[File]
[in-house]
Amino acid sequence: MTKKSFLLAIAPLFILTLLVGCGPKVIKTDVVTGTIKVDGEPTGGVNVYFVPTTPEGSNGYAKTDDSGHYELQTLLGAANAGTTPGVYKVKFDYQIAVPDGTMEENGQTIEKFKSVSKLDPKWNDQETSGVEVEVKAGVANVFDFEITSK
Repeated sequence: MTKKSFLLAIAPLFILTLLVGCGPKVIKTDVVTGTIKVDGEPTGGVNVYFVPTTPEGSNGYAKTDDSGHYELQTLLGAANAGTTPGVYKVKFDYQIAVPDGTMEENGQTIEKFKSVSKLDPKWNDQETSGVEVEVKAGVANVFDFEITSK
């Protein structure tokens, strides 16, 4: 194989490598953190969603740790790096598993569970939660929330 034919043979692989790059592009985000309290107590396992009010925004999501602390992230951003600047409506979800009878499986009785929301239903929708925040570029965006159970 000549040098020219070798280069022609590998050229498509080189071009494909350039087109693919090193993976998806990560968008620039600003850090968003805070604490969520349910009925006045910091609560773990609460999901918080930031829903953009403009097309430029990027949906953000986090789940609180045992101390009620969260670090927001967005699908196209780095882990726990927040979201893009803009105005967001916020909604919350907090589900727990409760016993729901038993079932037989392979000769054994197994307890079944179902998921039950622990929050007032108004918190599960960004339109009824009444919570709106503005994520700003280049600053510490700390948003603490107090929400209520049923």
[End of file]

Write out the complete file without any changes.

[in-house]
Amino acid sequence: MTKKSFLLAIAPLFILTLLVGCGPKVIKTDVVTGTIKVDGEPTGGVNVYFVPTTPEGSNGYAKTDDSGHYELQTLLGAANAGTTPGVYKVKFDYQIAVPDGTMEENGQTIEKFKSVSKLDPKWNDQETSGVEVEVKAGVANVFDFEITSK
Repeated sequence: MTKKSFLLAIAPLFILTLLVGCGPKVIKTDVVTGTIKVDGEPTGGVNVYFVPTTPEGSNGYAKTDDSGHYELQTLLGAANAGTTPGVYKVKFDYQIAVPDGTMEENGQTIEKFKSVSKLDPKWNDQETSGVEVEVKAGVANVFDFEITSK
């Protein structure tokens, strides 16, 4: 194989490598953190969603740790790096598993569970939660929330 034919043979692989790059592009985000309290107590396992009010925004999501602390992230951003600047409506979800009878499986009785929301239903929708925040570029965006159970 000549040098020219070798280069022609590998050229498509080189071009494909350039087109693919090193993976998806990560968008620039600003850090968003805070604490969520349910009925006045910091609560773990609460999901918080930031829903953009403009097309430029990027949906953000986090789940609180045992101390009620969260670090927001967005699908196209780095882990726990927040979201893009803009105005967001916020909604919350907090589900727990409760016993729901038993079932037989392979000769054994197994307890079944179902998921039950622990929050007032108004918190599960960004339109009824009444919570709106503005994520700003280049600053510490700390948003603490107090929400209520049923």